- a lord, especially a feudal lord; ruler.
Origin of seignior
Examples from the Web for seignior
Historical Examples of seignior
What kind of a seignior is he who studies the price of things?
A parliamentarian, like a seignior, must do credit to his fortune.
The Seignior of Warmond, chief of the commission, died on the 15th April.The Life of John of Barneveld, 1609-15, Volume I.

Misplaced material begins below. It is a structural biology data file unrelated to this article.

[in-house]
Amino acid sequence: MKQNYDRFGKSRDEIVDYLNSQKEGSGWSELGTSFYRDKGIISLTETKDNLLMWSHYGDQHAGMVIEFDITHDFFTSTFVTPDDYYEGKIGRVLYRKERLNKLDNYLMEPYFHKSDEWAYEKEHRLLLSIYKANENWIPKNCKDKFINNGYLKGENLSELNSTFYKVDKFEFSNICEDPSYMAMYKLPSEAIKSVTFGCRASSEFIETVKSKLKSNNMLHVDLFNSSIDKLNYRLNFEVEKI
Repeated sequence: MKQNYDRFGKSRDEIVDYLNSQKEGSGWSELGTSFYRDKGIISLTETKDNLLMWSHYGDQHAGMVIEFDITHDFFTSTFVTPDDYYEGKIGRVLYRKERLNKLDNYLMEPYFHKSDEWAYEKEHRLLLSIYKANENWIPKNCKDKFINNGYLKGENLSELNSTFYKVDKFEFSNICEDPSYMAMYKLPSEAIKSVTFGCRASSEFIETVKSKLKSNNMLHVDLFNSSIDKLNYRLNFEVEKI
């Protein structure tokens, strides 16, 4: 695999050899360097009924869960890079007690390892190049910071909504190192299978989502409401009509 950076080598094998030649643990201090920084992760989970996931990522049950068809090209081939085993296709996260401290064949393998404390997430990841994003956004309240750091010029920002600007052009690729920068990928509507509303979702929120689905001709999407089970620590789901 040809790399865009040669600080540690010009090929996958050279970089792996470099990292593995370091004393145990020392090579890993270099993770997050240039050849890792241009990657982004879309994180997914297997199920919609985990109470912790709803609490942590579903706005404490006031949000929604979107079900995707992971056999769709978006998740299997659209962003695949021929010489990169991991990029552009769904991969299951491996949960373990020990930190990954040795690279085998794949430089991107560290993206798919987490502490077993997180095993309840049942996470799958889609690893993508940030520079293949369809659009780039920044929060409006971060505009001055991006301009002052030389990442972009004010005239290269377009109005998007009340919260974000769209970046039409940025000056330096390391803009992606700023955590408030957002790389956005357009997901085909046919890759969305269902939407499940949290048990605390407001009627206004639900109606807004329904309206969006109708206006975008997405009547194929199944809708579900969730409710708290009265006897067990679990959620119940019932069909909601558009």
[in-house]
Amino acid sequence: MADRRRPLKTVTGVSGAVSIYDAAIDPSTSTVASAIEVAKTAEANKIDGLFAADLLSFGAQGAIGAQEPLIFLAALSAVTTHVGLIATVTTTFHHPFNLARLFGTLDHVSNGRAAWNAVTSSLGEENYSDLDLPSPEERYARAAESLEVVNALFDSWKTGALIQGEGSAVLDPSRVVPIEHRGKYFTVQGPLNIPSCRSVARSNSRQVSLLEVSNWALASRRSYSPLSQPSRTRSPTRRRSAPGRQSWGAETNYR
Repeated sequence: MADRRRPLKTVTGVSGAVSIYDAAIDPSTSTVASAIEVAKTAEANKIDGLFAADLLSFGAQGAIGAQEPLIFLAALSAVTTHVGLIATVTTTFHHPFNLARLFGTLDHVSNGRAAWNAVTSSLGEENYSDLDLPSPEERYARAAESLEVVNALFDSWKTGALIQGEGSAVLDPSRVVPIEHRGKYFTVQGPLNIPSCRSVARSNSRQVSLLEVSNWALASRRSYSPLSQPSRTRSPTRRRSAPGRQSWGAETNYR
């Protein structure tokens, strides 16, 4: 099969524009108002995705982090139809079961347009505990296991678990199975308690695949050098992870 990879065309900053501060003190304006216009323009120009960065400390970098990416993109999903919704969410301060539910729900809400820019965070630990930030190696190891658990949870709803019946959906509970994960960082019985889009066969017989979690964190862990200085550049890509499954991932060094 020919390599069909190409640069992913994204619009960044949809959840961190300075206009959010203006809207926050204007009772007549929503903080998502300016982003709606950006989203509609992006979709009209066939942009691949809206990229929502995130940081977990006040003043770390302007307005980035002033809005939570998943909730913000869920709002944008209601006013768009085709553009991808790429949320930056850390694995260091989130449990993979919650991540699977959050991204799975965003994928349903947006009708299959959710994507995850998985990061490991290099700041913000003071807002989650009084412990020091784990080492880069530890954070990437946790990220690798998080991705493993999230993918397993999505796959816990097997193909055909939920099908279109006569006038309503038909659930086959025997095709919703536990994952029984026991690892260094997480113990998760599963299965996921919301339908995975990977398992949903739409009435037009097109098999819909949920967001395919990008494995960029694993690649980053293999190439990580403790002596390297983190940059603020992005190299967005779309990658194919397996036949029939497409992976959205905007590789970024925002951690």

John Lothrop Motley
Also a few uncommon words, like seignior, inveigle, plebeian.The Century Handbook of Writing
The Seignior held his land, in most cases, directly from the Crown.A Historical Geography of the British Colonies
Charles Prestwood Lucas
- a less common name for a seigneur
- (in England) the lord of a seigniory
Word Origin for seignior
"lord of a manor," late 13c., from Old French seignior (11c., Modern French seigneur), from Latin seniorem (nominative senior) "older" (see senior (adj.)). As a general title for a Frenchman, it dates from 1580s. Related: Seigniorial; seignioral.